Monday, September 26, 2022
  • Procore - Leaderboard - Jan 2022
  • Corecon - Leaderboard
  • Apprenticeship - Leaderboard
  • IAPMO R&T Lab - Leaderboard
  • Keith Walking Floor - Leaderboard - Sept 2021
  • Dentec Leaderboard
  • Bridgit - leaderboard
  • CISC - Conference 2023 - Leaderboard
  • ConExpo 2023
  • SAIT
  • Canadian Concrete Expo - leaderboard
November 2, 2017

New safety plan seeks to boost monitoring of workplace hazards in Manitoba

Manitoba workers are exposed to harmful chemicals and materials on the job every day, but the architects of a new safety plan hope to reduce risks by more closely monitoring workplaces — and by educating employers about hazards they may not even know exist.

On Monday, SAFE Work Manitoba unveiled a new five-year plan aimed at reducing the risks faced by workers in the province, thereby bringing down the death toll.

Between 2000 and 2015, 224 Manitoba workers died of cancers, lung diseases and other illnesses and diseases,  exposure to asbestos and other toxic fumes being the most common cause, said SAFE Work Manitoba’s operating officer.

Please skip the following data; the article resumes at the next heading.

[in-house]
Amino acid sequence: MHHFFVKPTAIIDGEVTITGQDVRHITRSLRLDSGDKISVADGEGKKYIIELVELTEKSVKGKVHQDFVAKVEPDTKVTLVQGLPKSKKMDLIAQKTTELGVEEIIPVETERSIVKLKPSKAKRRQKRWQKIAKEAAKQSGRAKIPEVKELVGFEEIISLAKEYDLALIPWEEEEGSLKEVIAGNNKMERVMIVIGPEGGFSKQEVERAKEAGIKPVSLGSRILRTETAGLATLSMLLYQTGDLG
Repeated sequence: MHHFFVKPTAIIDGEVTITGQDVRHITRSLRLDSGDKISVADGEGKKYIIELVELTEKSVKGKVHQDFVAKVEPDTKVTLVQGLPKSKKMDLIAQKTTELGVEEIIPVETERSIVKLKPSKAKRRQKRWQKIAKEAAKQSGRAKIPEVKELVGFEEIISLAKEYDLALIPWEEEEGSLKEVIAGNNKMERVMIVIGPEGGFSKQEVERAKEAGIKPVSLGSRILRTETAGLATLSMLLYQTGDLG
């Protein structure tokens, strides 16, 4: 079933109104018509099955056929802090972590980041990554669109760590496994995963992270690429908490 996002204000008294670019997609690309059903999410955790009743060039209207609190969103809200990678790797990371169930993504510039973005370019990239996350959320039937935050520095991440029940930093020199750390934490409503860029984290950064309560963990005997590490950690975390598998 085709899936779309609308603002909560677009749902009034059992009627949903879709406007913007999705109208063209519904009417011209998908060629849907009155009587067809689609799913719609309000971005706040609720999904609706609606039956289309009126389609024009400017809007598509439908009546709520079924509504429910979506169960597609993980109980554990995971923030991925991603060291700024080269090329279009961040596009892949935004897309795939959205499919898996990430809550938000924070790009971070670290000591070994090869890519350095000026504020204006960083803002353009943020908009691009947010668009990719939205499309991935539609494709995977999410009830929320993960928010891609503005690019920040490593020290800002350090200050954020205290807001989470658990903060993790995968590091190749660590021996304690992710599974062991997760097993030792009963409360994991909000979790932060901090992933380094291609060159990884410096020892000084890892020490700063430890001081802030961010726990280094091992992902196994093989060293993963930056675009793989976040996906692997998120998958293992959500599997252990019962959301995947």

“Imagine for a moment a cemetery with 224 tombstones,” said Jamie Hall. “Most of these deaths were linked to asbestos exposure or exposure to other toxic chemicals that occurred many years ago and developed into diseases later in the workers’ lives.”

The Occupational Disease and Illness Prevention Strategy sets out four areas SAFE Work Manitoba plans to address through partnerships with local industries.

Hall said the organization plans to boost monitoring of employee exposures to chemical and physical hazards, and identify preventive safety measures tailored to the needs of local businesses.

The plan also sets out to bridge the knowledge gap among employers who Hall says may be unwittingly exposing their workforce to occupational hazards.

“There is a very small minority who may hide something … but most employers just may not be aware that their workers may be exposed to a hazard.”

The report draws on monitoring work previously conducted by CAREX Canada, an effort to keep a close eye on worker exposure rates across the country and to log those efforts in an online database.

Keep reading on CBC News